the clerk,
before the call,
before the text.
You will miss out on less.
It’s being a friend,
but not without reciprocity
of contact.
It’s being careful
with confidences.
It’s knowing if your spouse
asked you again,
the answer would be the same.

It’s using stress as fuel,
not as a furnace,
and it’s never,
ending it,
but sometimes
it can be
letting it end.


Book Review: Black Beauty


I’d read this book almost a decade ago, and it made an impression on me, for it gave a voice to those who could not communicate in a way we could understand. Black Beauty isn’t a novel with a plot, but a series of vignettes—a timeline of one horse’s life.  Rather than The Five People You Meet in Heaven, it’s the multitude of people one horse meets on Earth who pass through his life, and how each person (or animal) illuminated Beauty’s understanding of the world.

The first time I read Black Beauty, I had expectations of something other than what I read—something more along the lines of National Velvet.  However, upon recursive reading, I saw that Beauty was Every Horse—a creature who makes friends with most of those he meets, for he has a servant’s heart, and is almost a Christ-like figure in his willingness to bear upon him the sins of men (and flightiness of women), complete with stripes from a whip, and the white star on his head, as if he was touched by the finger of God.  However, I saw Beauty like an innocent child who is shuttled to a series of foster homes, giving me a feeling of nomadic insecurity.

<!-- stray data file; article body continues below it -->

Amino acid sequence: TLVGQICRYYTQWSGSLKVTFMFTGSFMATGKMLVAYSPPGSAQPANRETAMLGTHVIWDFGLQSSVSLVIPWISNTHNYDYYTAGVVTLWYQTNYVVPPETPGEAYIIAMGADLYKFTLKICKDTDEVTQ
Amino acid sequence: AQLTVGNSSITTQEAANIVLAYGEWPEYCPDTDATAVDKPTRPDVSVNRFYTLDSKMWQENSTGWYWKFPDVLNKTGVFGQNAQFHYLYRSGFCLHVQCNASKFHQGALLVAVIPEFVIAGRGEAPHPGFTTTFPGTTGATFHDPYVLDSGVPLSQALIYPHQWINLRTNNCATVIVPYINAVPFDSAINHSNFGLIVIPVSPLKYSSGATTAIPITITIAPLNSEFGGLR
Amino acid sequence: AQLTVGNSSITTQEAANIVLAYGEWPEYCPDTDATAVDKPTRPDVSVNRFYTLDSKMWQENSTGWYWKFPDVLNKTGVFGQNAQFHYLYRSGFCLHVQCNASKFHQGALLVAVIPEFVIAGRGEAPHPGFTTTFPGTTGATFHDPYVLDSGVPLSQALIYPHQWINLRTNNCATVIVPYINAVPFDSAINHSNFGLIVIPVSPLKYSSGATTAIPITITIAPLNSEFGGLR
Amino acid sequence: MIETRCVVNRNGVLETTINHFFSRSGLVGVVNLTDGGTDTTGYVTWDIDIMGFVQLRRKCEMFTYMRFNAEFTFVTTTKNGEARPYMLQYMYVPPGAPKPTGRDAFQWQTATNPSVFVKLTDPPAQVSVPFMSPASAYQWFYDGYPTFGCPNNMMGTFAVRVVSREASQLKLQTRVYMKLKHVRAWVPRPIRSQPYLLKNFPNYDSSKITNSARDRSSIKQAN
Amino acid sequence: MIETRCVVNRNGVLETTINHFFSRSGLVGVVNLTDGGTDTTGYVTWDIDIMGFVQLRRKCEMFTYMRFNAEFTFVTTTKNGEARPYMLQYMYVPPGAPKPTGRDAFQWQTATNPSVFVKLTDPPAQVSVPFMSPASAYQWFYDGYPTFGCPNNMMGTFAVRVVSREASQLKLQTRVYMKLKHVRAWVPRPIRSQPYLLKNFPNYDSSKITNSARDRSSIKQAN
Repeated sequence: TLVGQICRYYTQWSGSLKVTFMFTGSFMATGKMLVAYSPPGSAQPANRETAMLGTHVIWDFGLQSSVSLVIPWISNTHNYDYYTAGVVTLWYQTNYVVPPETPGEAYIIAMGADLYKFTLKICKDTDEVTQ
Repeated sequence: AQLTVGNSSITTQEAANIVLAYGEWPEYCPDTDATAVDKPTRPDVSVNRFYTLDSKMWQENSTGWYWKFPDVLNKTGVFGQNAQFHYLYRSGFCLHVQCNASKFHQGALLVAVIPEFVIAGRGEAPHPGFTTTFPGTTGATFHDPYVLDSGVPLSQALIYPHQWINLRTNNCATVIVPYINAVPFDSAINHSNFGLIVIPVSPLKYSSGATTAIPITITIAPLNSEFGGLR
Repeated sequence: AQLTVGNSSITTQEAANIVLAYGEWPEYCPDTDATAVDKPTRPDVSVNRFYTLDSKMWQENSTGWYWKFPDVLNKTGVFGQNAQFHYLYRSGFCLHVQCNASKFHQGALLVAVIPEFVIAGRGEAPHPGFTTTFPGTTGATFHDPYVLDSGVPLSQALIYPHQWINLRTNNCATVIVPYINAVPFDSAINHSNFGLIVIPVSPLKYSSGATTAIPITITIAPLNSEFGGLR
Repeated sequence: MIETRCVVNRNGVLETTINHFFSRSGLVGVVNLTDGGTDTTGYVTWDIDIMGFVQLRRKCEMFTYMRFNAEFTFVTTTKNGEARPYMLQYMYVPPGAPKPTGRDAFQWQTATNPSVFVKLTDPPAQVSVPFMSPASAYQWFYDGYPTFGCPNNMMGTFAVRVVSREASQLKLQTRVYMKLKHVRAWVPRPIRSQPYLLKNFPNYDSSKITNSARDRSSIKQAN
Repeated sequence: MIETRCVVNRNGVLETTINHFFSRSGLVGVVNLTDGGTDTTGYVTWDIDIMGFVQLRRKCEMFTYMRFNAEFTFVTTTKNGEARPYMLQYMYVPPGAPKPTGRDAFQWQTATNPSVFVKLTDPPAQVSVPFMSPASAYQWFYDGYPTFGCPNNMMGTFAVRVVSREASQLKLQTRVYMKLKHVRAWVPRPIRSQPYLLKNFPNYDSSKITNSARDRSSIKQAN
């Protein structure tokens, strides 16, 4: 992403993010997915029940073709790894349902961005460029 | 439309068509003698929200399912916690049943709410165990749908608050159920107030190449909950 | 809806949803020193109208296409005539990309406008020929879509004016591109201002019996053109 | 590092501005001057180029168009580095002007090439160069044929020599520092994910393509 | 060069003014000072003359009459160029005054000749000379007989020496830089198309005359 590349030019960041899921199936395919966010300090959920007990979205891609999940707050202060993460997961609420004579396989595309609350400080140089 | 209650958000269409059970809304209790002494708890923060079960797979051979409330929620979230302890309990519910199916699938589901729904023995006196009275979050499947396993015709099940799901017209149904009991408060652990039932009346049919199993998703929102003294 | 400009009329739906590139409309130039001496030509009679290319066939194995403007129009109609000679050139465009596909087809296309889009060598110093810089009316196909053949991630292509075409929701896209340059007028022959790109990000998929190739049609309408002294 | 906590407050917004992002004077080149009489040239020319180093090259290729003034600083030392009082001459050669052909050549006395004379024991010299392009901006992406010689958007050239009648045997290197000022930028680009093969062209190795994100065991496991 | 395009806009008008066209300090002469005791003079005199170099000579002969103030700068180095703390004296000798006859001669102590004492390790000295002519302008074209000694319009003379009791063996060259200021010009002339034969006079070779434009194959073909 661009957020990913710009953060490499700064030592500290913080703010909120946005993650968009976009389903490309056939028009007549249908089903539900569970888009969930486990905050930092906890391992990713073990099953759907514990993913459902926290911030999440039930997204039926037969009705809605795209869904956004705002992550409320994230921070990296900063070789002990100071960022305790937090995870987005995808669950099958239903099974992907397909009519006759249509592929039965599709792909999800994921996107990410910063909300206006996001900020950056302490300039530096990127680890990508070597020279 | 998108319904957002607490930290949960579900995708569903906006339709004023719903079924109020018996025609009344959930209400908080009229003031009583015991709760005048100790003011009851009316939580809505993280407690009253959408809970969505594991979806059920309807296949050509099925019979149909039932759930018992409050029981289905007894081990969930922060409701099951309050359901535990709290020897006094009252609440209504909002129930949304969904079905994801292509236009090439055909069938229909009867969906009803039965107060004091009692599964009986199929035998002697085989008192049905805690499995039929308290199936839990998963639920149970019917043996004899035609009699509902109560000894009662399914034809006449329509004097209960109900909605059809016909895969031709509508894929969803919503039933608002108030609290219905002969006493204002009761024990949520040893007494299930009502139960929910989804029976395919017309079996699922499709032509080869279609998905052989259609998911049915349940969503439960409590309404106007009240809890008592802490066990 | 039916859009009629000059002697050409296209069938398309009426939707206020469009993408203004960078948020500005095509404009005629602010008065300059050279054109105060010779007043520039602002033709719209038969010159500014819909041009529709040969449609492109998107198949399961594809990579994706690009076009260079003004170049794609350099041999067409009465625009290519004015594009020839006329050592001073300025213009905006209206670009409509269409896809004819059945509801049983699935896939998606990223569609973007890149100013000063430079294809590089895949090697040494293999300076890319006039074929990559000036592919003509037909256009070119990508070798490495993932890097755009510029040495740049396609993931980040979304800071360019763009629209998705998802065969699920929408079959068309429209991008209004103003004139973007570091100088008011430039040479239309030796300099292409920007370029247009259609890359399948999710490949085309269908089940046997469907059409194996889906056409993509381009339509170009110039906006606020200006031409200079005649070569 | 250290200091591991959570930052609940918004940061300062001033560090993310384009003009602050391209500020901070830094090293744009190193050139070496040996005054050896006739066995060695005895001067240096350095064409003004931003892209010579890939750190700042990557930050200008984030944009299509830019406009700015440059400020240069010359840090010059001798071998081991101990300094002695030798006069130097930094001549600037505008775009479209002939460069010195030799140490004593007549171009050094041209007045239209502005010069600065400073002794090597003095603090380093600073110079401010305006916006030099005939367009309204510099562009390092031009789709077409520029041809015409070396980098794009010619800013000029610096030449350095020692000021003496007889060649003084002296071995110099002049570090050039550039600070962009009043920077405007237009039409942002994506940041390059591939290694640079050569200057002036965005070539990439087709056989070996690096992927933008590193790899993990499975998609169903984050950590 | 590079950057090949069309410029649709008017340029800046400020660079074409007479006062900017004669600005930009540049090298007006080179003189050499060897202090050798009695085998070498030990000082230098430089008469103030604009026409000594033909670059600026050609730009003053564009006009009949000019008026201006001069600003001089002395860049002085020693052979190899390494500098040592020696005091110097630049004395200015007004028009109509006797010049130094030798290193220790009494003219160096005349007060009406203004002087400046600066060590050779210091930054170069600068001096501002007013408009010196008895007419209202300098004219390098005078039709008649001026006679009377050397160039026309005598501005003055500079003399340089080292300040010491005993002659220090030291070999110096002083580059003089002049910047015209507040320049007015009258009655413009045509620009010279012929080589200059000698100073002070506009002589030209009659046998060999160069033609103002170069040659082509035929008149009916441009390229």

Sewell weaves a Christian narrative in a way that shows that what is good for God is also good for horses and humans: “If workingmen don’t stick to their Sunday…they’ll soon have none left.” (Loc 1612). Humans, like animals, are often valued for their productivity, rather than the value God has placed on them, “For ye are bought with a price” (1 Corinthians 16:20).  To have a day of rest actually increases productivity.  Sewell’s “spirit sense” has universal appeal in that even though it comes across as didactic at times, it does so in a way that employs common sense rather than religious dogma (i.e. “The Golden Rule” vs. “The Ten Commandments”): “There is no religion without love, and people talk as much as they like about their religion, but if it does not teach them to be good and kind to man and beast it is all a sham…” (Loc 582).